Those are some of the findings of a recent study conducted by Wayne Hochwarter, the Jim Moran Professor of Business Administration in the Florida State University College of Business, and research associates Tyler Everett and Stuart Tapley. They examined the recession’s role in changing employees’ thoughts about work, commitment to their families, and the pursuit of a more balanced lifestyle.
“The objective of the study was to see if we could identify shifts in thinking, as well as the causes of these changes,” Hochwarter said.
Opinions gathered from more than 1,100 full-time employees, across a range of occupations and career stages, showed the following:
* 48 percent reported that the recession increased their appreciation of family;
* 37 percent reported that the recession promoted thoughts that work isn’t as important as it once was in the grand scheme of things;
* 49 percent admitted that the recession helped them recognize the value of people over things;
* 23 percent indicated that the recession increased awareness of an over-commitment to work at the expense of family and recreation;
* 42 percent confirmed that most of what happens at work is out of one’s control regardless of commitment and effort; and
* 43 percent agreed that the recession increased motivation to be a better person rather than just a better employee.
Finally, more than 70 percent of employees acknowledged that most days at work “seem like they will never end” — a commonly held belief in work settings where increasingly more time and output is expected with less support and fewer guaranteed rewards.
The study also indicated that recession-related stress tends to manifest differently in men and women.
“Digging a little deeper into the data, it was evident that men’s reflective, and often remorseful, thoughts were driven by recession-related job insecurity and its subsequent role in encouraging hostile work treatment,” Hochwarter said. He suggests that it is common for work stress to push employees to places that they would not otherwise go, both in terms of thoughts and actions, when it reaches intolerable levels.
Such stress is apparent in the comment of one study participant, a 48-year-old manager of a production facility who was laid off by his longtime employer.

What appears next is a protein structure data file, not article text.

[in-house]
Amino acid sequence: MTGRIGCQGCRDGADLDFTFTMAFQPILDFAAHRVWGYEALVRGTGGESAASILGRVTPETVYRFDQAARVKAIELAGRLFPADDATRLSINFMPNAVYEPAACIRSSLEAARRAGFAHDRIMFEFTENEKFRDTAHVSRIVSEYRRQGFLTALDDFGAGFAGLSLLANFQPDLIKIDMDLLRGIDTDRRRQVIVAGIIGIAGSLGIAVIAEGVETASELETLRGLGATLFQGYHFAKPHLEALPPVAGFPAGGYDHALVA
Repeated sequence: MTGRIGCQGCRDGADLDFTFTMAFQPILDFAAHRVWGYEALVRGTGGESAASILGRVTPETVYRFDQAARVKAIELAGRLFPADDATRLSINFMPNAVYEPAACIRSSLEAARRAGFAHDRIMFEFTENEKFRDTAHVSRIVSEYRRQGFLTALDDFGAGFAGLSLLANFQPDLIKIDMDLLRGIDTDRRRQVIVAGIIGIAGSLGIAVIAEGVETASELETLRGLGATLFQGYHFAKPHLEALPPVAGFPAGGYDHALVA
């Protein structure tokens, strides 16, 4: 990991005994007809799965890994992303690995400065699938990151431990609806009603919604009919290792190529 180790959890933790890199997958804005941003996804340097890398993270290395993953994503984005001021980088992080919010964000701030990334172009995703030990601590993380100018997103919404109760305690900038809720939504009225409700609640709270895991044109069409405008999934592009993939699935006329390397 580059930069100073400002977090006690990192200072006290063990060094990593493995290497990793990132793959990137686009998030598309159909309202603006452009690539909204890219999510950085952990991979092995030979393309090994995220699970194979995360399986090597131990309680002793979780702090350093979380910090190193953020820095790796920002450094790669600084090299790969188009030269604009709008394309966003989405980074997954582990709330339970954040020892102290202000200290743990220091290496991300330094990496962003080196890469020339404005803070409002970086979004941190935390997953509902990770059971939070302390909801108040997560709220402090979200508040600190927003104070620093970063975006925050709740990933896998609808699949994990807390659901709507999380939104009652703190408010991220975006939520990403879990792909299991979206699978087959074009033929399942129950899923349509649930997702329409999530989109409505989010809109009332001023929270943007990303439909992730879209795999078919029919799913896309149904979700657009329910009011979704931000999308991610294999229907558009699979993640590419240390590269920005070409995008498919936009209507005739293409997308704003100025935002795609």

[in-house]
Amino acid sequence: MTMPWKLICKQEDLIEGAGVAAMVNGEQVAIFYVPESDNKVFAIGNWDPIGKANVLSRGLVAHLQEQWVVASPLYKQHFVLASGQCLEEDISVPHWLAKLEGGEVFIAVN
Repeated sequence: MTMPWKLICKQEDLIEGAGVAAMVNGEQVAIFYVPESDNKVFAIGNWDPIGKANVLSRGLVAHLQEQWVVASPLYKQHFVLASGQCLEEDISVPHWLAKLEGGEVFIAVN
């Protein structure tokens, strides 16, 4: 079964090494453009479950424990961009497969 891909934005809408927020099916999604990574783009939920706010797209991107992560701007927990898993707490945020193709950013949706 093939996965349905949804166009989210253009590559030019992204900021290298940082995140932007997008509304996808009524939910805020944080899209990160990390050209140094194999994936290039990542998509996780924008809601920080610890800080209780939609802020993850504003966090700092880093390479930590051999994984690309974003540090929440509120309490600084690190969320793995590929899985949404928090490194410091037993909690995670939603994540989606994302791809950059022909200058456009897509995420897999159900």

“I broke my back for this company, missed my kids growing up, and for what? Nothing!” the man said.
Women’s thoughts, on the other hand, were triggered by conflicts between work and family obligations. Women reported that job obligations have increased in recent years — both in terms of time and energy — resulting in fewer hours engaged in family life.
The researchers cast these findings in a positive light, however.
“The fact that many employees spent time evaluating the importance of non-work factors may be the first step in reducing the stress associated with imbalanced lives,” Tapley said.
“Many of the people that we talked to felt that having less faith in work afforded them opportunities to direct more faith toward other often-neglected areas of life, and in most cases, it was family and friends,” Everett added.
The balance-seeking trend will likely continue as more Millennial Generation employees — those born roughly between the mid-1970s and the early 2000s — enter, and influence, the work force. With more than 70 million cohort members, Millennials offer a unique perspective, one in which work shares equal (or lesser) status with other important aspects of life such as friends, family and leisure.
Comments made by a 44-year-old accounting director, who experienced drastic changes in terms of responsibility and pay in recent years, characterize study results and conclusions: “I’ve learned a lot from the younger people we hired here in the past few years. I’ve learned that there is a big world out there away from work where there are fun things to do and people who care about me not because I pay the bills, but because I’m Dad. I wish management around here would take their lead, or better yet, let them run things. Everyone would feel less stressed out!”
Hochwarter’s research is being prepared for publication.CONTACT: Wayne Hochwarter
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